Calcium depletion and pharmacological modulation of apical junction disassembly
To deplete extracellular Ca2+, confluent epithelial monolayers were washed twice with calcium-free Eagle's minimum essential medium for suspension culture (S-MEM, Sigma) supplemented with 2 mM EGTA, 10 mM HEPES, and either 10% dialyzed fetal bovine serum (for SK-CO-15, MDCK and Caco-2) or 5% dialyzed newborn calf serum (for T84 cells) and were incubated in S-MEM for indicated times at 37°C [19, 85]. For microtubule depolymerization, cells were preincubated in media containing normal levels of calcium and 30 μM nocodazole for 60 min at 37°C and then for another 60 min at 4°C. After this preincubation, cells were incubated for 60 min at 37°C in the S-MEM containing the same concentration of nocodazole. This temperature-switching protocol was devised to promote disassembly of all microtubules including nocodazole-resistant, cold sensitive ones . For microtubule stabilization or kinesin inhibition, cells were preincubated with drugs in normal calcium media for 60 min at 37°C followed by 60 min incubation in S-MEM containing the same concentration of inhibitors. Stock solutions of water-insoluble inhibitors were prepared in DMSO and diluted in cell culture media immediately before each experiment. The final concentration of DMSO was 0.1%; the same concentration of the vehicle was included in appropriate controls.
Calcium-depleted epithelial monolayers were rinsed twice with ice-cold calcium- and magnesium-free Hanks balanced salt solution containing 10 mM HEPES, whereas control monolayers were rinsed with HEPES-buffered Hanks balanced salt solution containing calcium and magnesium (HBSS+). Cells were fixed/permeabilized in absolute methanol (-20°C for 20 min) followed by blocking in HBSS+ containing 1% bovine serum albumin (blocking buffer) for 60 min at room temperature and incubation for 60 min with primary antibodies in blocking buffer. Cell monolayers were then washed, incubated for 60 min with Alexa dye-conjugated secondary antibodies followed by rinsing and mounting on slides with ProLong Antifade medium (Molecular Probes). For fluorescent labeling of microtubules or F-actin, monolayers were fixed for 15 min in 3.7% paraformaldehyde (PFA), permeabilized for 10 min with 0.5% Triton X-100 (TX-100) and sequentially stained with primary anti-tubulin and Alexa dye-conjugated secondary antibodies, whereas F-actin was labeled with Alexa-conjugated phalloidin. For tissue labeling, 5 μm frozen tissue sections of normal human colon obtained from discarded surgical resection specimens at the Emory University Hospital were mounted on glass coverslips, air-dried and fixed in 100% ethanol (-20°C for 20 min) and immunolabeled as described above. Stained cell monolayers and tissue sections were examined using a Zeiss LSM510 laser scanning confocal microscope (Zeiss Microimaging Inc., Thornwood, NY) coupled to a Zeiss 100 M axiovert and 63× or 100× Pan-Apochromat oil lenses. Fluorescent dyes were imaged sequentially in frame-interlace mode to eliminate cross talk between channels. Images shown are representative of at least 3 experiments, with multiple images taken per slide.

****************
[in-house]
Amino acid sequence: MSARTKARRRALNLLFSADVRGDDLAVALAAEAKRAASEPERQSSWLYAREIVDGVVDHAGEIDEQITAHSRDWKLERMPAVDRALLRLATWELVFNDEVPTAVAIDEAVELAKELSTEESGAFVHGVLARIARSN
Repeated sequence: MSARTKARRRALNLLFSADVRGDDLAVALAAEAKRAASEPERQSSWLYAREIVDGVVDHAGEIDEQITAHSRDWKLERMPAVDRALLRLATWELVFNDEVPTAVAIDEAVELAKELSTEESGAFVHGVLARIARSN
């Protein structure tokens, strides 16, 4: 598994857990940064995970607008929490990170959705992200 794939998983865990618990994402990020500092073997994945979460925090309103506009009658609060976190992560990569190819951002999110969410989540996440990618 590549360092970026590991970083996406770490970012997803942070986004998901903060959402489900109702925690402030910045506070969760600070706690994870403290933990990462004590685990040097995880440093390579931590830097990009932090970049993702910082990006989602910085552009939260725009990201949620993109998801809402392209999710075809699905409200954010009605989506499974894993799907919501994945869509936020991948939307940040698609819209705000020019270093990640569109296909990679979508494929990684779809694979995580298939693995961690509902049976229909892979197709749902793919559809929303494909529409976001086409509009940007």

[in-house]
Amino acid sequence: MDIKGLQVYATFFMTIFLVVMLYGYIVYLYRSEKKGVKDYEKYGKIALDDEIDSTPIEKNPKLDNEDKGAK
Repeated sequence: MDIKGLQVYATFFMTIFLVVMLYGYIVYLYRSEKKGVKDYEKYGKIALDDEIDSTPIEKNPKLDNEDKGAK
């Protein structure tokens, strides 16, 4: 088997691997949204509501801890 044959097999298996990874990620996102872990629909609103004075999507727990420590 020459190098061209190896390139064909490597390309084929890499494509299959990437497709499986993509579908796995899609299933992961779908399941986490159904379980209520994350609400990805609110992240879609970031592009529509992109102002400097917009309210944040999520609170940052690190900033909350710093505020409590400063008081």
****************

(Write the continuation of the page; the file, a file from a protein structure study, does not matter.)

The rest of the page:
Cells were homogenized in a RIPA lysis buffer (20 mM Tris, 50 mM NaCl, 2 mM EDTA, 2 mM EGTA, 1% sodium deoxycholate, 1% TX-100, and 0.1% SDS, pH 7.4), containing a proteinase inhibitor cocktail (1:100, Sigma) and phosphatase inhibitor cocktails 1 and 2 (both at 1:200, Sigma). Lysates were then cleared by centrifugation (20 min at 14, 000 × g) diluted with 2× SDS sample buffer and boiled. Polyacrylamide gel electrophoresis and Western blotting were conducted by standard methods with 10–20 μg protein per lane. The results shown are representative immunoblots of three independent experiments.
Confluent monolayers of T84 and SK-CO-15 cells were harvested into an immunoprecipitation buffer (50 mM PIPES, 50 mM HEPES, 1 mM EDTA, 2 mM MgSO4, 1% TX-100, and 0.5% Igepal, pH 7.0), supplemented with proteinase inhibitor cocktail and phosphatase inhibitor cocktails 1 and 2. Cells were homogenized, centrifuged and supernatants were precleared with Protein G-coupled Sepharose beads (Amersham Biosciences, Buckinghamshire, UK) for 60 min at 4°C. Precleared lysates (500 μl) were then incubated overnight at 4°C with 5 μg of either anti-kinesin-1 heavy chain mAb (clone H1; Chemicon), anti-kinesin-2 heavy chain mAb (clone K2.4; Covance) or control mouse IgG (Jackson Laboratories). Immunocomplexes were recovered by incubation with Protein G-Sepharose beads for 3 h at 4°C with constant rotation. The beads were pelleted and washed four times (10 min per wash at 4°C) with the immunoprecipitation buffer. Beads were then boiled for 5 min in 80 μl of 2× SDS sample buffer and pelleted by centrifugation. Equal volumes of supernatants (20 μl) were loaded into polyacrylamide gels and analyzed by electrophoresis and Western blotting as described above. T84 or SK-CO-15 total cell lysates loaded at 15 μg of total protein per lane were used as a control.
List of abbreviations
apical junctional complex
Madin Darby Canine Kidney
The authors thank Dr. E. Rodriguez-Boulan for generous gift of SK-CO-15 cells, Dr. S. Voss for the excellent technical assistance, and Dr. E. Vassilieva for valuable comments on the manuscript. This work was supported by a research grant from Sanofi-Aventis (to C. A. P. and A. I. I.), a Career Development Award from Crohn's and Colitis Foundation of America (to A. I. I.) and by National Institute of Health grants DK 61379 and DK 72564 (to C.A.P.), DK 55679, and DK 59888 (to A. N.) and a digestive diseases minicenter grant DK 064399 (epithelial tissue culture and morphology cores).